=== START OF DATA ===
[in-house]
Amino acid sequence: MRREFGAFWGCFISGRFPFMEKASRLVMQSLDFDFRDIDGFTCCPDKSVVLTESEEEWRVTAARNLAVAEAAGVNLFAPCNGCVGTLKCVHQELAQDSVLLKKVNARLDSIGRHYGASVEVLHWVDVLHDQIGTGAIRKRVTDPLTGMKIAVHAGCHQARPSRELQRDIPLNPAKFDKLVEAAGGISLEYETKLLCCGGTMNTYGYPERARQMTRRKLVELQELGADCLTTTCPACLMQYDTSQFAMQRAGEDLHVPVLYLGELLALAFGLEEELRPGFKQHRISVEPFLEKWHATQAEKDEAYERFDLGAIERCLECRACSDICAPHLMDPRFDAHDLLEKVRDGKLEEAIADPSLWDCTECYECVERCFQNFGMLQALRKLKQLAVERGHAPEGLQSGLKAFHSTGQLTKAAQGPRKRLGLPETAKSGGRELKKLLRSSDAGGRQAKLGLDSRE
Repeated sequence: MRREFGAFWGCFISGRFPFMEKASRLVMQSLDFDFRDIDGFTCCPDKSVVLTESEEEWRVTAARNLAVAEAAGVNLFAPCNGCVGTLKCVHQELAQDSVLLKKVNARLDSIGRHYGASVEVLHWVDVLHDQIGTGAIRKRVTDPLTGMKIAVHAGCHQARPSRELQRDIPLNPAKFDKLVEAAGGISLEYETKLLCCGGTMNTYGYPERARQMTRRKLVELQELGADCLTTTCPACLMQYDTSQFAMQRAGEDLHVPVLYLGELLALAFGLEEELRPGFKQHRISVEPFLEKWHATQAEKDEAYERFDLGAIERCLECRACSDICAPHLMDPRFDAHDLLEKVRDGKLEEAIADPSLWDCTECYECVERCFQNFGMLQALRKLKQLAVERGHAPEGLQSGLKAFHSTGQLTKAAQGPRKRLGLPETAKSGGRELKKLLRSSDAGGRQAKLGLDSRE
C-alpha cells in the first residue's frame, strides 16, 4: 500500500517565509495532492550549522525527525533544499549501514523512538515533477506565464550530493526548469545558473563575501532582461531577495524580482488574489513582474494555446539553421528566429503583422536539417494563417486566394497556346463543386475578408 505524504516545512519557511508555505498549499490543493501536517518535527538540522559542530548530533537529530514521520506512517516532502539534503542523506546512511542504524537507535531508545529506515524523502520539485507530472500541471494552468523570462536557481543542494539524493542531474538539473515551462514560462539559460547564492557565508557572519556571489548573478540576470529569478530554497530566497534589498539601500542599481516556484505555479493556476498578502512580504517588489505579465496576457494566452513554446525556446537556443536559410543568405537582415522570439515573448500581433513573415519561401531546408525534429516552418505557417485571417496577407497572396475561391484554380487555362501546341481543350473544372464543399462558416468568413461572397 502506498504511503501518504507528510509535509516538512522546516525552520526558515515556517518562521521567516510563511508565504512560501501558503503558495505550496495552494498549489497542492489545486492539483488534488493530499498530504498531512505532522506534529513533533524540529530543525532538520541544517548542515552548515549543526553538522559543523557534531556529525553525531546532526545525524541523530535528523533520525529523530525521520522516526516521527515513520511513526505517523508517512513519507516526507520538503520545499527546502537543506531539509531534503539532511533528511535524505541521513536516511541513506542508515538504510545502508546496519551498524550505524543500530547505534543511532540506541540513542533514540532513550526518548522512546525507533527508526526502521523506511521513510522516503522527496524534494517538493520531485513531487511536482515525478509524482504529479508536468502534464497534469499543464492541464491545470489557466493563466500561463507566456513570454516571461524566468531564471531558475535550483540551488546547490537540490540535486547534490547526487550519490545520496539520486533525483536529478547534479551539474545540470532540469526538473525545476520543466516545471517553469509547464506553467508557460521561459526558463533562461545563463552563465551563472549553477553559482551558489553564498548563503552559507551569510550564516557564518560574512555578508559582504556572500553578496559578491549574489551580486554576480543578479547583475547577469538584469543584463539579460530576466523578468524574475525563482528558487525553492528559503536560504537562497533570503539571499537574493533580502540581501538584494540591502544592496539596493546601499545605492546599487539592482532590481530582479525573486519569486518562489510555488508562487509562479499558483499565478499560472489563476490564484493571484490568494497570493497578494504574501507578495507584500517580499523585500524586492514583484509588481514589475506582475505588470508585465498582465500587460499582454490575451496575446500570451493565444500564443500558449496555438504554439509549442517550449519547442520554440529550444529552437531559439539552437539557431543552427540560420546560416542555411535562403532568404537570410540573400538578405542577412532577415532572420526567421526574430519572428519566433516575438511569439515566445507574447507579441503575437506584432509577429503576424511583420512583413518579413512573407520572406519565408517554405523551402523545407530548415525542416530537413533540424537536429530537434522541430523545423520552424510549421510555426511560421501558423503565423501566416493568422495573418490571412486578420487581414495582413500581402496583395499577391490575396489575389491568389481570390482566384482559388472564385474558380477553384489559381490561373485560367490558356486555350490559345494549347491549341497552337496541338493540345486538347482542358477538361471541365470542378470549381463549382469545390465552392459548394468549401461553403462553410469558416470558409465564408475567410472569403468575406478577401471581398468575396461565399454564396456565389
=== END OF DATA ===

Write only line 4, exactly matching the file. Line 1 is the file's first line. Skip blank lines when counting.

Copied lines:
C-alpha cells in the first residue's frame, strides 16, 4: 500500500517565509495532492550549522525527525533544499549501514523512538515533477506565464550530493526548469545558473563575501532582461531577495524580482488574489513582474494555446539553421528566429503583422536539417494563417486566394497556346463543386475578408 505524504516545512519557511508555505498549499490543493501536517518535527538540522559542530548530533537529530514521520506512517516532502539534503542523506546512511542504524537507535531508545529506515524523502520539485507530472500541471494552468523570462536557481543542494539524493542531474538539473515551462514560462539559460547564492557565508557572519556571489548573478540576470529569478530554497530566497534589498539601500542599481516556484505555479493556476498578502512580504517588489505579465496576457494566452513554446525556446537556443536559410543568405537582415522570439515573448500581433513573415519561401531546408525534429516552418505557417485571417496577407497572396475561391484554380487555362501546341481543350473544372464543399462558416468568413461572397 502506498504511503501518504507528510509535509516538512522546516525552520526558515515556517518562521521567516510563511508565504512560501501558503503558495505550496495552494498549489497542492489545486492539483488534488493530499498530504498531512505532522506534529513533533524540529530543525532538520541544517548542515552548515549543526553538522559543523557534531556529525553525531546532526545525524541523530535528523533520525529523530525521520522516526516521527515513520511513526505517523508517512513519507516526507520538503520545499527546502537543506531539509531534503539532511533528511535524505541521513536516511541513506542508515538504510545502508546496519551498524550505524543500530547505534543511532540506541540513542533514540532513550526518548522512546525507533527508526526502521523506511521513510522516503522527496524534494517538493520531485513531487511536482515525478509524482504529479508536468502534464497534469499543464492541464491545470489557466493563466500561463507566456513570454516571461524566468531564471531558475535550483540551488546547490537540490540535486547534490547526487550519490545520496539520486533525483536529478547534479551539474545540470532540469526538473525545476520543466516545471517553469509547464506553467508557460521561459526558463533562461545563463552563465551563472549553477553559482551558489553564498548563503552559507551569510550564516557564518560574512555578508559582504556572500553578496559578491549574489551580486554576480543578479547583475547577469538584469543584463539579460530576466523578468524574475525563482528558487525553492528559503536560504537562497533570503539571499537574493533580502540581501538584494540591502544592496539596493546601499545605492546599487539592482532590481530582479525573486519569486518562489510555488508562487509562479499558483499565478499560472489563476490564484493571484490568494497570493497578494504574501507578495507584500517580499523585500524586492514583484509588481514589475506582475505588470508585465498582465500587460499582454490575451496575446500570451493565444500564443500558449496555438504554439509549442517550449519547442520554440529550444529552437531559439539552437539557431543552427540560420546560416542555411535562403532568404537570410540573400538578405542577412532577415532572420526567421526574430519572428519566433516575438511569439515566445507574447507579441503575437506584432509577429503576424511583420512583413518579413512573407520572406519565408517554405523551402523545407530548415525542416530537413533540424537536429530537434522541430523545423520552424510549421510555426511560421501558423503565423501566416493568422495573418490571412486578420487581414495582413500581402496583395499577391490575396489575389491568389481570390482566384482559388472564385474558380477553384489559381490561373485560367490558356486555350490559345494549347491549341497552337496541338493540345486538347482542358477538361471541365470542378470549381463549382469545390465552392459548394468549401461553403462553410469558416470558409465564408475567410472569403468575406478577401471581398468575396461565399454564396456565389